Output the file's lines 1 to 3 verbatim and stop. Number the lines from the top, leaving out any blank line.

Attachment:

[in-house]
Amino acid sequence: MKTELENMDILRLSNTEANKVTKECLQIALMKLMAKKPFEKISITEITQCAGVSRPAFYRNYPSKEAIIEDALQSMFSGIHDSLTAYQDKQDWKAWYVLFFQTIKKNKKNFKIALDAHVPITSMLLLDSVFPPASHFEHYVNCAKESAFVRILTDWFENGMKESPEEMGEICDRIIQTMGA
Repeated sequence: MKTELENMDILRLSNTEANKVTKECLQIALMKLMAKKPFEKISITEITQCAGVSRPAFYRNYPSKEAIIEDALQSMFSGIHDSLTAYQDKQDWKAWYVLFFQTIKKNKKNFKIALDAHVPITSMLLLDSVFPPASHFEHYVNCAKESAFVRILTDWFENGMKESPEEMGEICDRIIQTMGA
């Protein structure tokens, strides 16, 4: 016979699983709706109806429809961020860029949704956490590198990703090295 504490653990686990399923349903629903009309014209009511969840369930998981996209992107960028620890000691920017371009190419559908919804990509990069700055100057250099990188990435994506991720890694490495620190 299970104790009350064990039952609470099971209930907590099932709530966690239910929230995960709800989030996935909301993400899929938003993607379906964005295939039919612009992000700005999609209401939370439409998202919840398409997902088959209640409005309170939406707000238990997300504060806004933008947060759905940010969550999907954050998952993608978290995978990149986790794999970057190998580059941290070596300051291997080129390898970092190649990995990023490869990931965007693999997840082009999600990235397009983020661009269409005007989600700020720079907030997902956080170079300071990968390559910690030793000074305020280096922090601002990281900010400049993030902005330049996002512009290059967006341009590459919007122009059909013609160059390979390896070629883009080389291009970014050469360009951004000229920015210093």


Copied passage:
[in-house]
Amino acid sequence: MKTELENMDILRLSNTEANKVTKECLQIALMKLMAKKPFEKISITEITQCAGVSRPAFYRNYPSKEAIIEDALQSMFSGIHDSLTAYQDKQDWKAWYVLFFQTIKKNKKNFKIALDAHVPITSMLLLDSVFPPASHFEHYVNCAKESAFVRILTDWFENGMKESPEEMGEICDRIIQTMGA
Repeated sequence: MKTELENMDILRLSNTEANKVTKECLQIALMKLMAKKPFEKISITEITQCAGVSRPAFYRNYPSKEAIIEDALQSMFSGIHDSLTAYQDKQDWKAWYVLFFQTIKKNKKNFKIALDAHVPITSMLLLDSVFPPASHFEHYVNCAKESAFVRILTDWFENGMKESPEEMGEICDRIIQTMGA